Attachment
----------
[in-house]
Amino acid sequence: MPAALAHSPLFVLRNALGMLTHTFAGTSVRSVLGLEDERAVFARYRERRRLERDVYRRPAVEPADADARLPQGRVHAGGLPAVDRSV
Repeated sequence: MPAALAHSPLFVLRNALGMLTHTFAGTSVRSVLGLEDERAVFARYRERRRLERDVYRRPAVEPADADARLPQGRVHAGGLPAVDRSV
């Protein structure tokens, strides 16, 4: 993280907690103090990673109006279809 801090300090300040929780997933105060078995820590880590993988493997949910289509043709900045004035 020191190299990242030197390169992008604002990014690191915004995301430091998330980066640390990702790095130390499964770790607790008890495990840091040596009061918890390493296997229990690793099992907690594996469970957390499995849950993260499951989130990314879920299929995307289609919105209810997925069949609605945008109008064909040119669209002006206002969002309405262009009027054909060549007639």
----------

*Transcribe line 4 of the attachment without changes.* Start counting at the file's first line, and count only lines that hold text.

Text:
């Protein structure tokens, strides 16, 4: 993280907690103090990673109006279809 801090300090300040929780997933105060078995820590880590993988493997949910289509043709900045004035 020191190299990242030197390169992008604002990014690191915004995301430091998330980066640390990702790095130390499964770790607790008890495990840091040596009061918890390493296997229990690793099992907690594996469970957390499995849950993260499951989130990314879920299929995307289609919105209810997925069949609605945008109008064909040119669209002006206002969002309405262009009027054909060549007639």